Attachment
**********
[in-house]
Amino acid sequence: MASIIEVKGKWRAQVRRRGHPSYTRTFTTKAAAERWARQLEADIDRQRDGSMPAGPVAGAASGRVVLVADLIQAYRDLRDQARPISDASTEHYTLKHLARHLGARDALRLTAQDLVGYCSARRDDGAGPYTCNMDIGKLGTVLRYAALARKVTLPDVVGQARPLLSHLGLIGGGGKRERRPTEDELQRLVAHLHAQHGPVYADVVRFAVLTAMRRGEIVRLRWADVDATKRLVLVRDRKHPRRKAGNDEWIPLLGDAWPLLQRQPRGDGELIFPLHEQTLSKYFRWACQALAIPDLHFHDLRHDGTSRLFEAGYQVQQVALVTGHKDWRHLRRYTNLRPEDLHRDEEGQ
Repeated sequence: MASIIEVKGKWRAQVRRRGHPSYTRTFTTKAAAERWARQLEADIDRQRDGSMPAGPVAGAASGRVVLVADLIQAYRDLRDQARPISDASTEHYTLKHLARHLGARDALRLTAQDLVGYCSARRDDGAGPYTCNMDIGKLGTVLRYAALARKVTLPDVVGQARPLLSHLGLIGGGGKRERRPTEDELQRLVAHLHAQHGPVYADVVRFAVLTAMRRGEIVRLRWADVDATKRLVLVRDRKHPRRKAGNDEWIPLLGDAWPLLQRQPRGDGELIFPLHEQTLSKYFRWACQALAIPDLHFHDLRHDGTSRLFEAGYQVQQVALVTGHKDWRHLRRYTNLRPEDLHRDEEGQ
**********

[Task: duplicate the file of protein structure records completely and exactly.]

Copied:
[in-house]
Amino acid sequence: MASIIEVKGKWRAQVRRRGHPSYTRTFTTKAAAERWARQLEADIDRQRDGSMPAGPVAGAASGRVVLVADLIQAYRDLRDQARPISDASTEHYTLKHLARHLGARDALRLTAQDLVGYCSARRDDGAGPYTCNMDIGKLGTVLRYAALARKVTLPDVVGQARPLLSHLGLIGGGGKRERRPTEDELQRLVAHLHAQHGPVYADVVRFAVLTAMRRGEIVRLRWADVDATKRLVLVRDRKHPRRKAGNDEWIPLLGDAWPLLQRQPRGDGELIFPLHEQTLSKYFRWACQALAIPDLHFHDLRHDGTSRLFEAGYQVQQVALVTGHKDWRHLRRYTNLRPEDLHRDEEGQ
Repeated sequence: MASIIEVKGKWRAQVRRRGHPSYTRTFTTKAAAERWARQLEADIDRQRDGSMPAGPVAGAASGRVVLVADLIQAYRDLRDQARPISDASTEHYTLKHLARHLGARDALRLTAQDLVGYCSARRDDGAGPYTCNMDIGKLGTVLRYAALARKVTLPDVVGQARPLLSHLGLIGGGGKRERRPTEDELQRLVAHLHAQHGPVYADVVRFAVLTAMRRGEIVRLRWADVDATKRLVLVRDRKHPRRKAGNDEWIPLLGDAWPLLQRQPRGDGELIFPLHEQTLSKYFRWACQALAIPDLHFHDLRHDGTSRLFEAGYQVQQVALVTGHKDWRHLRRYTNLRPEDLHRDEEGQ